Winnipeg police have a device that can track and listen in on cellphones, but they won't say how they're using it.
In a statement, the Winnipeg Police Service said it "can confirm that it possesses a cell site simulator (CSS)."
"It is only deployed under judicial authorization, or in exigent circumstances. We are concerned that providing too much information about investigative techniques could jeopardize active investigations and threaten public and officer safety. As such, we will not be providing the number of CSS technicians employed by the WPS, nor the number of investigations conducted using this device in 2015 and 2016."
"It's all well and good for police to say 'trust us, we are protecting your privacy', but without having seen the guidelines, we don't know if the technology is being used appropriately."-Lawyer Scott Newman
CSS, also popularly known as Stingrays or IMSI catchers, are devices that act as pseudo-cellphone towers. When the device is used in the community, it sends out signals which cause cellphones, which are searching for the nearest cellphone tower, to instead connect with the CSS, giving police the ability to listen in and know where the phone — and therefore the suspect — is.
But the CSS also collects the same information from other phones of people in the area.
A police spokeswoman admitted one of the main criticisms of CSS devices is about loss of privacy to third-party individuals.
"The Winnipeg Police Service respects the privacy of innocent bystanders. The collected data does not include phone numbers or any other personal identifying information or data. The collected data relating to third parties is preserved and not accessed by anyone other than the CSS technicians, until ordered otherwise by an appropriate court," she said.
But lawyer Scott Newman, a spokesman for the Criminal Defence Lawyers Association, said he's still concerned about the use of the technology by police.
"Whether the technology is used appropriately, whether there's any civilian oversight of the guidelines they follow, and what steps are being taken about concerns of privacy," he said.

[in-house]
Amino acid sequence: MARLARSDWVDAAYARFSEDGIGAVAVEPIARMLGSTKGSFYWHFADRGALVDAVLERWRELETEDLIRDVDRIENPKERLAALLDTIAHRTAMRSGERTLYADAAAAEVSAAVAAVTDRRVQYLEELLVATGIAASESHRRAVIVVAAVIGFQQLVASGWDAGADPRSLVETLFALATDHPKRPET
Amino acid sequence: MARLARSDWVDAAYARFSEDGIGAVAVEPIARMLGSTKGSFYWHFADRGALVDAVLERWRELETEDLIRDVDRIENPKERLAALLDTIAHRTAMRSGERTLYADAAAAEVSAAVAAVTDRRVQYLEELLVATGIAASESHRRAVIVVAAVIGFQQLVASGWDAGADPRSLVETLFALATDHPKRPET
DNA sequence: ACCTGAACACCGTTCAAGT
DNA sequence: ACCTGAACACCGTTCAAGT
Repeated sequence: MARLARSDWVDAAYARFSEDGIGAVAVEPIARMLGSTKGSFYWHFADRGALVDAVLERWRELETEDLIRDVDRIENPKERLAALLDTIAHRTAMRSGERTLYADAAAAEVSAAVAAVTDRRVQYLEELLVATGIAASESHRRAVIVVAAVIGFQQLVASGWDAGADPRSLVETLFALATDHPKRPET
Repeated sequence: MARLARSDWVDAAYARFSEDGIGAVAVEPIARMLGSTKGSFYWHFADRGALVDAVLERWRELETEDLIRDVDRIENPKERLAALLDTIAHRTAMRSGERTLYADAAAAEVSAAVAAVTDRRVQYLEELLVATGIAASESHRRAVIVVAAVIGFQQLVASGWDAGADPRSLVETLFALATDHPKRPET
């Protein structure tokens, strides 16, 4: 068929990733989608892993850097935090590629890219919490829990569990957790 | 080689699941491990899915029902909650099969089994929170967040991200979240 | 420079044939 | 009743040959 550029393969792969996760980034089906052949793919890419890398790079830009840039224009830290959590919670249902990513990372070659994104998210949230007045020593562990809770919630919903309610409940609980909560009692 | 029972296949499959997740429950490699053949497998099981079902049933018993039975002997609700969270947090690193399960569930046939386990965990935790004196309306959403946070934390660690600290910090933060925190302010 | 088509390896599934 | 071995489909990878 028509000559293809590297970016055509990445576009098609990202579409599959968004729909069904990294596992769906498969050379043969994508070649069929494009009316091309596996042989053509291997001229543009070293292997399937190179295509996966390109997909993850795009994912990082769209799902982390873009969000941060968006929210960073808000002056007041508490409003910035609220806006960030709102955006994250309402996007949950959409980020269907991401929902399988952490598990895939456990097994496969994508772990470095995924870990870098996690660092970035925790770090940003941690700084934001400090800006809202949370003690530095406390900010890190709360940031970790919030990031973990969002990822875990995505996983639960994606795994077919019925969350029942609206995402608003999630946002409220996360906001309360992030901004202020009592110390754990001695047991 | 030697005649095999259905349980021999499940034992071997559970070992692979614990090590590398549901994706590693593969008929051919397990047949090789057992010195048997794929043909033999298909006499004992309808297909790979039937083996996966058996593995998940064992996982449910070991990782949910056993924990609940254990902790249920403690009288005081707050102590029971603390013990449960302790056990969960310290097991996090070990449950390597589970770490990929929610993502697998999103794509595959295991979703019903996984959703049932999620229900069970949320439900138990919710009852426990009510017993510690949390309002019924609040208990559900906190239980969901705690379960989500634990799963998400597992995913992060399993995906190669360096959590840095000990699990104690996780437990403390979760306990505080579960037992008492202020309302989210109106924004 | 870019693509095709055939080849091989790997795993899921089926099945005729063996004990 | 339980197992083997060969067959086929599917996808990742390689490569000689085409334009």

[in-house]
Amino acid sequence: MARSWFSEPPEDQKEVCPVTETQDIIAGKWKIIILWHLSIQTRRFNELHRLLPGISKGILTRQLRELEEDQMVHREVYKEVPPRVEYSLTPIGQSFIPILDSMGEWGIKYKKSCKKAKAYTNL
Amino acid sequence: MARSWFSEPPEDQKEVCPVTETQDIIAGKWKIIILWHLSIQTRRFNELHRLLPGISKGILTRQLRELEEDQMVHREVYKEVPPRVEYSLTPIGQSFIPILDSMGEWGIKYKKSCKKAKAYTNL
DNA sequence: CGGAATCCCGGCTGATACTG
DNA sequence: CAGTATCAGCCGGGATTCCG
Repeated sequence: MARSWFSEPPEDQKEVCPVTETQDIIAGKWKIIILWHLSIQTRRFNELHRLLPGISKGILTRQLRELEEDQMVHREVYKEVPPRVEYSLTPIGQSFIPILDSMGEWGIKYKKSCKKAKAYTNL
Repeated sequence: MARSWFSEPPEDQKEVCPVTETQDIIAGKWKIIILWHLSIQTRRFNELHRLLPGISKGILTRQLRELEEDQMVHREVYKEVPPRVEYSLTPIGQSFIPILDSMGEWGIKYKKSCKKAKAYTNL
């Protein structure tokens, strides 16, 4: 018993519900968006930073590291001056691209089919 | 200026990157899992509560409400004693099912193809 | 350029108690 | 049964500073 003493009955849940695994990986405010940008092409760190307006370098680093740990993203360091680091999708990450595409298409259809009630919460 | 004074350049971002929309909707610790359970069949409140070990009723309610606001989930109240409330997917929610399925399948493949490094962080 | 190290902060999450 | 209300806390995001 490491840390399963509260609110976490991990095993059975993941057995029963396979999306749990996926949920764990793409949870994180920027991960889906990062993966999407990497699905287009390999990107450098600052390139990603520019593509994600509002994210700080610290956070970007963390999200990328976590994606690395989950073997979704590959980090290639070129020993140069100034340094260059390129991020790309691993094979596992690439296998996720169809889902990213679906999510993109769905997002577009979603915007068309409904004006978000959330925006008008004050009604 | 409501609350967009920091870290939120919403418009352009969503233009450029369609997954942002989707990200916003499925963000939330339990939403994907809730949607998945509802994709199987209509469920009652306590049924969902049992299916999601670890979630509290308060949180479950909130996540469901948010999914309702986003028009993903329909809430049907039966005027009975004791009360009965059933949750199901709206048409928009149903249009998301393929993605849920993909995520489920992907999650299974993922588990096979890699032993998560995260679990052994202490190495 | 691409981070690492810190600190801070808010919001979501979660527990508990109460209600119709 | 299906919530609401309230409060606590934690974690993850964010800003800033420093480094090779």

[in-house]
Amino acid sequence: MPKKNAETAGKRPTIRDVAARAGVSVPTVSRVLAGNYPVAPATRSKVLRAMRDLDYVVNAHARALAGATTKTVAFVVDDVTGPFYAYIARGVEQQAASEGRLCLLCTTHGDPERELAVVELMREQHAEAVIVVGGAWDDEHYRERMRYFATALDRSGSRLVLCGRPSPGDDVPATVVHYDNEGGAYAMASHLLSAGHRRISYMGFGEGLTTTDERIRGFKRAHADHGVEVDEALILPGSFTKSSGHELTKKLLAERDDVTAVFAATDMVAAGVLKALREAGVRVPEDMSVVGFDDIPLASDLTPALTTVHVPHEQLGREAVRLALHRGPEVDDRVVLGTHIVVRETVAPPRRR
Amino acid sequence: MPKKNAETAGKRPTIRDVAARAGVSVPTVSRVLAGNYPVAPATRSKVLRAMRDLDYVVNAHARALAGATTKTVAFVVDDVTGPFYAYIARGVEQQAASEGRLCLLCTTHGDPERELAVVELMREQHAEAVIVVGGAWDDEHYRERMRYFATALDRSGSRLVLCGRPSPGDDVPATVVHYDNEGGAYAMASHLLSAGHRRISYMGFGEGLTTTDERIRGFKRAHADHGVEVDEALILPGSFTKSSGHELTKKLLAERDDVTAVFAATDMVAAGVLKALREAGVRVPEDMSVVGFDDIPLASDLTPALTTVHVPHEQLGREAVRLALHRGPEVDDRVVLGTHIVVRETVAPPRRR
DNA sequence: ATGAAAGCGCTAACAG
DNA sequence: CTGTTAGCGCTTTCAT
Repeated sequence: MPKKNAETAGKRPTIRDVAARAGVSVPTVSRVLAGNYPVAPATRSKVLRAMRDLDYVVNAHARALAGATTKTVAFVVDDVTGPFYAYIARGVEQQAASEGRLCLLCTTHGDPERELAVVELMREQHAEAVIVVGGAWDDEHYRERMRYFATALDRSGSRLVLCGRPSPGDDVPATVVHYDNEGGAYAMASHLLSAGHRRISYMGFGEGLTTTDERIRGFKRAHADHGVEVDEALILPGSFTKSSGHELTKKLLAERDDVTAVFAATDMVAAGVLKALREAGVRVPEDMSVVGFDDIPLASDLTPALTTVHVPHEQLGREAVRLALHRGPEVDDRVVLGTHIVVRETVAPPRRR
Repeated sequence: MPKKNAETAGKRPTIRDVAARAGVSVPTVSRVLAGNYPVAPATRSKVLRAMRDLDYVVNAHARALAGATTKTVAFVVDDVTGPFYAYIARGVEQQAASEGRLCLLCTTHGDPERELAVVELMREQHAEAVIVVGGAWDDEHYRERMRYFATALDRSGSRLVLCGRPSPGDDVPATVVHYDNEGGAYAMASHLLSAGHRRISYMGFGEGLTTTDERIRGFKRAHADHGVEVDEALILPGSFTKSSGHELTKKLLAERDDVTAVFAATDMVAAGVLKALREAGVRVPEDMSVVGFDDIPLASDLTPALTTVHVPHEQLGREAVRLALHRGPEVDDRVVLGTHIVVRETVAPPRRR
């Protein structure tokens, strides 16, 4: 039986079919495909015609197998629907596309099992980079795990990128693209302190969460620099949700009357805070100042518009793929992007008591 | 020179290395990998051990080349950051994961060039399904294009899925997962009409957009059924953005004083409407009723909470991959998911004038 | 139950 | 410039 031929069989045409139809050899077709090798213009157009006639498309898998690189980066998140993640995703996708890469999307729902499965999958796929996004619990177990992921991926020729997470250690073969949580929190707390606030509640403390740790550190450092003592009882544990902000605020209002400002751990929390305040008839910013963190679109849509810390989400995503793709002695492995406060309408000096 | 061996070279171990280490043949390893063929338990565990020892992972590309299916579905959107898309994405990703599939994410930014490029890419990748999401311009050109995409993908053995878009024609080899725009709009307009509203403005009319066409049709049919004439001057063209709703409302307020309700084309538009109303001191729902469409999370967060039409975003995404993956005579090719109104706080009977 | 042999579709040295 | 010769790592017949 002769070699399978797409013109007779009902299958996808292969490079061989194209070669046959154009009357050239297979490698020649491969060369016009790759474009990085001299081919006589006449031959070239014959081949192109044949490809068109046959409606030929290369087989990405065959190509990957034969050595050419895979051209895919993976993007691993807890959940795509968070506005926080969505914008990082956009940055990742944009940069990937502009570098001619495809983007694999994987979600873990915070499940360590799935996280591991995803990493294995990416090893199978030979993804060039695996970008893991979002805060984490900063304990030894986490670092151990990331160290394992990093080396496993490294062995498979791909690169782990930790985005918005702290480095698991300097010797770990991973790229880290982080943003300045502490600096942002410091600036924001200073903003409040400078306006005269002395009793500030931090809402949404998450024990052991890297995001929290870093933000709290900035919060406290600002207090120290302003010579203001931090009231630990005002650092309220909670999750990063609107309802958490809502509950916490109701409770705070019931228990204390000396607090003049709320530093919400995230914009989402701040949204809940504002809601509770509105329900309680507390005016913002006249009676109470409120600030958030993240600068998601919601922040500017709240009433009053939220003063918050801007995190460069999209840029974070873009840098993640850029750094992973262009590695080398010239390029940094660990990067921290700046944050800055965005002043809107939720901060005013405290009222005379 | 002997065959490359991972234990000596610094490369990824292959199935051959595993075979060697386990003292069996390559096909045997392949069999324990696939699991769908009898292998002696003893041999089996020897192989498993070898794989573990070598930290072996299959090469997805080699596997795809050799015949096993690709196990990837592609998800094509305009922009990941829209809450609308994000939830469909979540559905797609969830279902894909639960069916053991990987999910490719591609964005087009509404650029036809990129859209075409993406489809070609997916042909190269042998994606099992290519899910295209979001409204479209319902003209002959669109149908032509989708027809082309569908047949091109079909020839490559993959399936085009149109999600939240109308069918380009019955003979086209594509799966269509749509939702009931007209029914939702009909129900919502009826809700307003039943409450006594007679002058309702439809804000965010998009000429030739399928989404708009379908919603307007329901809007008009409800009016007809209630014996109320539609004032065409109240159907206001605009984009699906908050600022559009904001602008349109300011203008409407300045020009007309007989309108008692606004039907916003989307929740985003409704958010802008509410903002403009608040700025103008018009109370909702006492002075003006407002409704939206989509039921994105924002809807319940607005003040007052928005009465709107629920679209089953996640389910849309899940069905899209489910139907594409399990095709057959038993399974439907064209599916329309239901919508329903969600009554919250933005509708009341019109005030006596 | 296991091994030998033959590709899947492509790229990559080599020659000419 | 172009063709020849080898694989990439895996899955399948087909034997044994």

"It's all well and good for police to say 'trust us, we are protecting your privacy', but without having seen the guidelines, we don't know if the technology is being used appropriately."
It is important for the public to know what the guidelines for CSS use are and that police are following them, Newman said, noting the use of CSS is similar to when police request approval from judges to wiretap someone's phones in the sense that defence lawyers aren't at those hearings.
"We all know they won't tell us before they use it, but with wiretaps, we find out after," he said. "Under the criminal code, when the order ends, you have to divulge to the person.
"Do they have the same safeguards here?"
A spokesperson for the B.C. Civil Liberties Association has been quoted in media reports as being concerned that there isn't warrant process specific to CSS, so there aren't strict limits on how the technology is being used.
"It's nothing but a policy choice for some law enforcement not to use the content interception capabilities," Michael Vonn, the association's policy director, told CBC.
Michelle Falk, executive director of the Manitoba Association for Rights and Liberties, said they share the concerns of their B.C. counterparts.
"We think (CSS use) is totally fair as long as police have the proper warrants," she said.
"My concern is also about privacy, but if they are taking that into consideration, that's satisfactory."